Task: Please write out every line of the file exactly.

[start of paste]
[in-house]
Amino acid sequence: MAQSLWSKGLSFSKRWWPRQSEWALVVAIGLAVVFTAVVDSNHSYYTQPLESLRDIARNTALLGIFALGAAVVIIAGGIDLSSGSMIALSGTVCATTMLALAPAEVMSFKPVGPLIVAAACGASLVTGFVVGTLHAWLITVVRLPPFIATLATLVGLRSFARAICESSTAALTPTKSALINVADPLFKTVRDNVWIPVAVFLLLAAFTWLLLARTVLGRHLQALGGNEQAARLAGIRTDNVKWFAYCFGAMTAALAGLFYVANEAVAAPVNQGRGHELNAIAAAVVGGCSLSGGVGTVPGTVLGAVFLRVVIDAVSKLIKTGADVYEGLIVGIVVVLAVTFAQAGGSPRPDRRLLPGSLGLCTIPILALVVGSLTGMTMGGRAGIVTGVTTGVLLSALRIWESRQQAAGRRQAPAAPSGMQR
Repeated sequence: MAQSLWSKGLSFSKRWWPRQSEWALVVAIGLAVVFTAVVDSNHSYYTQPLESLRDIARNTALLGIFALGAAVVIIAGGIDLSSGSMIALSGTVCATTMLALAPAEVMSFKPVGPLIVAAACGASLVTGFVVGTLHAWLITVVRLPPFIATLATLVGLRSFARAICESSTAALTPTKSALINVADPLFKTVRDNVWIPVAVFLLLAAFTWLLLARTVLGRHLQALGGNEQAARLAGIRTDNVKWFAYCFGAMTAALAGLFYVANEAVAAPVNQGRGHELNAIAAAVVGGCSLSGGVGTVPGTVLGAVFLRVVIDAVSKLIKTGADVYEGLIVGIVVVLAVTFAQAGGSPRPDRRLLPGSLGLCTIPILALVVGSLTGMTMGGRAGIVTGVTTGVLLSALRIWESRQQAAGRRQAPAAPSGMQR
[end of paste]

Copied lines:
[in-house]
Amino acid sequence: MAQSLWSKGLSFSKRWWPRQSEWALVVAIGLAVVFTAVVDSNHSYYTQPLESLRDIARNTALLGIFALGAAVVIIAGGIDLSSGSMIALSGTVCATTMLALAPAEVMSFKPVGPLIVAAACGASLVTGFVVGTLHAWLITVVRLPPFIATLATLVGLRSFARAICESSTAALTPTKSALINVADPLFKTVRDNVWIPVAVFLLLAAFTWLLLARTVLGRHLQALGGNEQAARLAGIRTDNVKWFAYCFGAMTAALAGLFYVANEAVAAPVNQGRGHELNAIAAAVVGGCSLSGGVGTVPGTVLGAVFLRVVIDAVSKLIKTGADVYEGLIVGIVVVLAVTFAQAGGSPRPDRRLLPGSLGLCTIPILALVVGSLTGMTMGGRAGIVTGVTTGVLLSALRIWESRQQAAGRRQAPAAPSGMQR
Repeated sequence: MAQSLWSKGLSFSKRWWPRQSEWALVVAIGLAVVFTAVVDSNHSYYTQPLESLRDIARNTALLGIFALGAAVVIIAGGIDLSSGSMIALSGTVCATTMLALAPAEVMSFKPVGPLIVAAACGASLVTGFVVGTLHAWLITVVRLPPFIATLATLVGLRSFARAICESSTAALTPTKSALINVADPLFKTVRDNVWIPVAVFLLLAAFTWLLLARTVLGRHLQALGGNEQAARLAGIRTDNVKWFAYCFGAMTAALAGLFYVANEAVAAPVNQGRGHELNAIAAAVVGGCSLSGGVGTVPGTVLGAVFLRVVIDAVSKLIKTGADVYEGLIVGIVVVLAVTFAQAGGSPRPDRRLLPGSLGLCTIPILALVVGSLTGMTMGGRAGIVTGVTTGVLLSALRIWESRQQAAGRRQAPAAPSGMQR